Microsoft is having somewhat of a difficult time convincing the masses to abandon Android and Apple for its heavily marketed Surface RT tablet.
This has disappointed both industries watchers and companies like Nvidia whose chips power the RISC-friendly version of Redmond's tablet.
"We expected to have sold more than we did," Nvidia CEO Jen-Hsun Huang told IDG News on the sidelines of the company's annual GPU conference. "I think everybody expected to have sold more than we did."
Indeed, according to IDC, the RT operating system is expected to claim just 2 percent market in 2013. Some analysts attribute weak consumer reception for the OS to its lack of support for legacy desktop apps originally coded for x86 systems, rather than ARM-based devices.
Nevertheless, says Jen-Hsun, Microsoft should continue to ramp up tablets based on ARM architecture.
"They have to find a way to get into that ecosystem because it's so disruptive. I think it's of some importance to Microsoft to continue to invest in RT," he opined.
Jen-Hsun also emphasized that he was hoping for an RT version of Microsoft's popular Outlook client.
"If Outlook were to show up on RT, my life would be complete," he said. "I am one Outlook away from computing nirvana. Outlook god, please... They own the source code and I know there are smart people up there."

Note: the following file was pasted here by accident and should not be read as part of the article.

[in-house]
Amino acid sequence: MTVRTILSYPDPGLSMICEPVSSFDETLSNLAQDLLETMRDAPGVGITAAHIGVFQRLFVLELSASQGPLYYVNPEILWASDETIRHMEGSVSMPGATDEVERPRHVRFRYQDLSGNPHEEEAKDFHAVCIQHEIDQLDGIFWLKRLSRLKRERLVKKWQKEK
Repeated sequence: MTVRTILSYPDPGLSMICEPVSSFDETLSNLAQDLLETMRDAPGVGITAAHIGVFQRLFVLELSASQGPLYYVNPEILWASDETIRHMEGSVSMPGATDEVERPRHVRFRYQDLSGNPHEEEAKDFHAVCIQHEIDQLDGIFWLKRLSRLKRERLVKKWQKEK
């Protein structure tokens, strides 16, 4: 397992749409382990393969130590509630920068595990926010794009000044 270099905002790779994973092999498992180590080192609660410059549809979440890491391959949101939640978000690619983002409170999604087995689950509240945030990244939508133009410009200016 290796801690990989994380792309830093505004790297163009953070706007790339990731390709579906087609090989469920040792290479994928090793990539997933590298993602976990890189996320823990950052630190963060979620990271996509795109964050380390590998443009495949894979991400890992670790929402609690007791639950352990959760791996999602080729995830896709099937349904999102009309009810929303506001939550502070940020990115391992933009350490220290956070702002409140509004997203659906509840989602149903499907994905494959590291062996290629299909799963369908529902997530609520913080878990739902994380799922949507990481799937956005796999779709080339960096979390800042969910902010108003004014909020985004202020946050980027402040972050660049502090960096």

As TG Daily previously reported, Microsoft only managed to sell a little over a million Surface RT tablets since the device hit the market. Indeed, Redmond reportedly ordered three million Surface RT tablets last year, but sales never picked up and Microsoft was forced to scale back the order.
The lackluster figures come as no surprise. Earlier this year it emerged that the RT faced high return rates and very low sell-through, with shipments totalling just 900,000 units in the first quarter of sales. The Surface Pro did not fare any better. It garnered relatively negative reviews and since it is quite a bit pricier than the RT, consumers don’t seem keen to make the leap of faith.
JMP Securities analyst Alex Gauna told Bloomberg that Microsoft has failed to prove that Windows has a place in a new world dominated by touchscreens.
"It’s pretty clear that things were bad entering the year, and at least for the moment they’re getting worse," he said. "The path to a successful Surface, in the same way that they were successful with Xbox, is not very clear to me right now."